University of Victoria

Canoe Project

Paddling in Partnership - The SENCOTEN Canoe Project

The purpose of the SENCOTEN Canoe Project is to conduct a culturally specific teaching and learning exercise that will strengthen the relationship between Indigenous Governance (IGOV) and the local Indigenous community of Tsartlip in WSANAEC Nation (Saanich). The project offers opportunities for teaching and learning that are not traditionally conducted in the UVic classroom but provide for hands-on training and teaching about the SENCOTEN culture, language and ways of life for IGOV students, staff and faculty, as well as members of the Indigenous community.

We are in the process of building a traditional seagoing canoe. Project participants include Master Carver Charles Elliott, IGOV students, faculty and staff, as well as community members. The project is housed at Charles Elliott's carving studio on Tsartlip reservation. The "carving shed" serves as the classroom and Charles leads participants in carving, reinforcing the importance of traditional ways of teaching and providing for an authentic Indigenous learning situation. This experiential learning opportunity, coupled with the student's academic experiences in the classroom, allows for a comprehensive and culturally relevant educational experience.

This project also brings together members from the local Indigenous community with the intention of creating a shared learning situation. SENCOTEN names and language are used in naming and recognition ceremonies and Indigenous youth from the local schools are invited to take part in ceremonies to encourage sharing of knowledge between generations and cultures.

On completion of the project the canoe will be donated to the Saanich community and people as a lasting legacy of the relationships that were built and nurtured throughout the project. The finished canoe will be housed by the artist and he will be appointed as its caretaker.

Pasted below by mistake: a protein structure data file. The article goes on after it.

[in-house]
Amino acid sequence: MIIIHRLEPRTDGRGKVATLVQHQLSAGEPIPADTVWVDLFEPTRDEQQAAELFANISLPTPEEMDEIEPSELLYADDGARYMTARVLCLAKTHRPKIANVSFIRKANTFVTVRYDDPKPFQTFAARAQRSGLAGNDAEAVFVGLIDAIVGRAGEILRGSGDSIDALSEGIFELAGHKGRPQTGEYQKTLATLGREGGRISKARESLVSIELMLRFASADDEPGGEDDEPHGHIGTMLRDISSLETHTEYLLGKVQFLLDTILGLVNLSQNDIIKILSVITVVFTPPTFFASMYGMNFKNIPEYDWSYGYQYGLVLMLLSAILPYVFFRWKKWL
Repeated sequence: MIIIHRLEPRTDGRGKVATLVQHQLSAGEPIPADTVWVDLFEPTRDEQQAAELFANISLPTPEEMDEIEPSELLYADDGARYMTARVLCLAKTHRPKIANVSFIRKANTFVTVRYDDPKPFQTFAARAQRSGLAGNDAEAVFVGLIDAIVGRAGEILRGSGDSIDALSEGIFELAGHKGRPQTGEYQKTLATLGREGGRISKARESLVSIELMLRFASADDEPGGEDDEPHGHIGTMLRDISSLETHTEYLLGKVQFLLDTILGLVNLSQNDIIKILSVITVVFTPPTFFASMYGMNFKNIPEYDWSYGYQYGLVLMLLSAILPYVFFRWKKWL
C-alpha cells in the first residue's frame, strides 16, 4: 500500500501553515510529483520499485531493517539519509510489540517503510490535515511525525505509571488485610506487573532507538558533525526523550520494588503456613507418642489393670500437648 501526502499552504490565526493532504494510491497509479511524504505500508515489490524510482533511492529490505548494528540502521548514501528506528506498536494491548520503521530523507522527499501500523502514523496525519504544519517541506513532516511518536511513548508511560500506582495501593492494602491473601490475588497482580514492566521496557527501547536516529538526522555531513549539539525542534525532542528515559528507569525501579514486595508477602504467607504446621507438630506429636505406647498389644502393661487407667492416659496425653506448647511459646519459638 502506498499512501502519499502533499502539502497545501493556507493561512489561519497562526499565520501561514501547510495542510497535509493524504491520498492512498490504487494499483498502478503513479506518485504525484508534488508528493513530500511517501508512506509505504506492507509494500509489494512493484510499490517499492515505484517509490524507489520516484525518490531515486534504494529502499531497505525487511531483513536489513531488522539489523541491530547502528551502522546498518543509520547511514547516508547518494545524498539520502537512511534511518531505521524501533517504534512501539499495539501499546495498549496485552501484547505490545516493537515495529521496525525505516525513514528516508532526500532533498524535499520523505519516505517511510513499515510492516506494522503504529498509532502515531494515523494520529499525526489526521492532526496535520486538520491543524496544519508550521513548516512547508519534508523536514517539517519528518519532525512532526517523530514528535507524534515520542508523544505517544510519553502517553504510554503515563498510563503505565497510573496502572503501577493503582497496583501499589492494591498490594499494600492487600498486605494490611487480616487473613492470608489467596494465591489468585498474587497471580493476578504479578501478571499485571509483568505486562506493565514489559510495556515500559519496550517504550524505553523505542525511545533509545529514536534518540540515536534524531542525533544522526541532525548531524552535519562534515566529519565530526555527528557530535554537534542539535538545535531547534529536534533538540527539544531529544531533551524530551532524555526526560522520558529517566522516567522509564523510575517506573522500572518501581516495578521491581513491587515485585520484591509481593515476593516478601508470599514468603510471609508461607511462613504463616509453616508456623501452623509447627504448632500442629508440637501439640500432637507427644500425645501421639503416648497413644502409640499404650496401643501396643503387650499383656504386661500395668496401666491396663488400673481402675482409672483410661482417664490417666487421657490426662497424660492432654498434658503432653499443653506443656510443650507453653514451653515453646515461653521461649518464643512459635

Our Programs

Master of Arts in Indigenous Governance (MAIG)

The Master of Arts in Indigenous Governance (MAIG) is an interdisciplinary program focused on traditional structures and ways of governance and encompassing the values, perspectives, concepts, and principles of Indigenous political cultures. Through teaching and research that respects both western and Indigenous traditions, methods, and forms of knowledge, students are provided with a strong foundation of basic and applied scholarly research with an emphasis on the nature and context of Indigenous governance and Indigenous-State relations in Canada and internationally.

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PhD Degree by Special Arrangement

The Faculty of Graduate Studies along with the Indigenous Governance Program (IGOV) offers the selected opportunities for students to pursue a PhD degree by Special Arrangement. The Special Arrangement degree program is available for Indigenous Governance students, as the program does not currently offer a regular Ph.D. degree program. For more information about this program.

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IGOV is a part of the Faculty of Human and Social Development (HSD).

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